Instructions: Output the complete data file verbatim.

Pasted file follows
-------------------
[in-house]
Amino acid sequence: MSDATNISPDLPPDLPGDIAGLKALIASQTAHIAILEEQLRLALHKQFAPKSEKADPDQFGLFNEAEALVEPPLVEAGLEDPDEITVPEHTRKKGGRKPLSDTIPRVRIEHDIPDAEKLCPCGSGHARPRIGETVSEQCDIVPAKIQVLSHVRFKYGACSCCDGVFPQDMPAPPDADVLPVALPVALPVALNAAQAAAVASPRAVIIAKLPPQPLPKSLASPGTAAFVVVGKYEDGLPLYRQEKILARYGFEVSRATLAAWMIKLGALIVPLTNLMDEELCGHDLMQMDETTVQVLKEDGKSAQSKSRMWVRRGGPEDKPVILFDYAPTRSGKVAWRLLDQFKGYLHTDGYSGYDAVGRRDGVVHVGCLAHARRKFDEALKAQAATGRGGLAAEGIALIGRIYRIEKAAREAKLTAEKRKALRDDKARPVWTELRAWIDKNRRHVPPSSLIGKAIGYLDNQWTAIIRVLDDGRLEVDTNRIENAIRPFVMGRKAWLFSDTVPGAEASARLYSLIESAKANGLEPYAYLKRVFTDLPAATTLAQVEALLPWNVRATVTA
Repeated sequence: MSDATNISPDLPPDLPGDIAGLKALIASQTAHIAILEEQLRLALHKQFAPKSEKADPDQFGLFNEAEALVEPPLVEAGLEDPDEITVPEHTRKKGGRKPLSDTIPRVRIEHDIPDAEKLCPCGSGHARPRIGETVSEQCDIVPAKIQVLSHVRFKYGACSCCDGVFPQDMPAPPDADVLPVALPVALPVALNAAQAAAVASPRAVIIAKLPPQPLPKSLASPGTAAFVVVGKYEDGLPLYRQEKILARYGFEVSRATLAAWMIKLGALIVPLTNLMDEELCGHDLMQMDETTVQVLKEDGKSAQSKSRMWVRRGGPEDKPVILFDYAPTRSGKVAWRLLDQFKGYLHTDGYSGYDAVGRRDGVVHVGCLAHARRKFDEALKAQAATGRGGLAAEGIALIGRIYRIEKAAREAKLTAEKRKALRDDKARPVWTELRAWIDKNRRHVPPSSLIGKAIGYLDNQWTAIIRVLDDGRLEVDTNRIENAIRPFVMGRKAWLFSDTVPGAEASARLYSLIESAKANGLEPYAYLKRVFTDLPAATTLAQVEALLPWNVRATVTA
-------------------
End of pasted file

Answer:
[in-house]
Amino acid sequence: MSDATNISPDLPPDLPGDIAGLKALIASQTAHIAILEEQLRLALHKQFAPKSEKADPDQFGLFNEAEALVEPPLVEAGLEDPDEITVPEHTRKKGGRKPLSDTIPRVRIEHDIPDAEKLCPCGSGHARPRIGETVSEQCDIVPAKIQVLSHVRFKYGACSCCDGVFPQDMPAPPDADVLPVALPVALPVALNAAQAAAVASPRAVIIAKLPPQPLPKSLASPGTAAFVVVGKYEDGLPLYRQEKILARYGFEVSRATLAAWMIKLGALIVPLTNLMDEELCGHDLMQMDETTVQVLKEDGKSAQSKSRMWVRRGGPEDKPVILFDYAPTRSGKVAWRLLDQFKGYLHTDGYSGYDAVGRRDGVVHVGCLAHARRKFDEALKAQAATGRGGLAAEGIALIGRIYRIEKAAREAKLTAEKRKALRDDKARPVWTELRAWIDKNRRHVPPSSLIGKAIGYLDNQWTAIIRVLDDGRLEVDTNRIENAIRPFVMGRKAWLFSDTVPGAEASARLYSLIESAKANGLEPYAYLKRVFTDLPAATTLAQVEALLPWNVRATVTA
Repeated sequence: MSDATNISPDLPPDLPGDIAGLKALIASQTAHIAILEEQLRLALHKQFAPKSEKADPDQFGLFNEAEALVEPPLVEAGLEDPDEITVPEHTRKKGGRKPLSDTIPRVRIEHDIPDAEKLCPCGSGHARPRIGETVSEQCDIVPAKIQVLSHVRFKYGACSCCDGVFPQDMPAPPDADVLPVALPVALPVALNAAQAAAVASPRAVIIAKLPPQPLPKSLASPGTAAFVVVGKYEDGLPLYRQEKILARYGFEVSRATLAAWMIKLGALIVPLTNLMDEELCGHDLMQMDETTVQVLKEDGKSAQSKSRMWVRRGGPEDKPVILFDYAPTRSGKVAWRLLDQFKGYLHTDGYSGYDAVGRRDGVVHVGCLAHARRKFDEALKAQAATGRGGLAAEGIALIGRIYRIEKAAREAKLTAEKRKALRDDKARPVWTELRAWIDKNRRHVPPSSLIGKAIGYLDNQWTAIIRVLDDGRLEVDTNRIENAIRPFVMGRKAWLFSDTVPGAEASARLYSLIESAKANGLEPYAYLKRVFTDLPAATTLAQVEALLPWNVRATVTA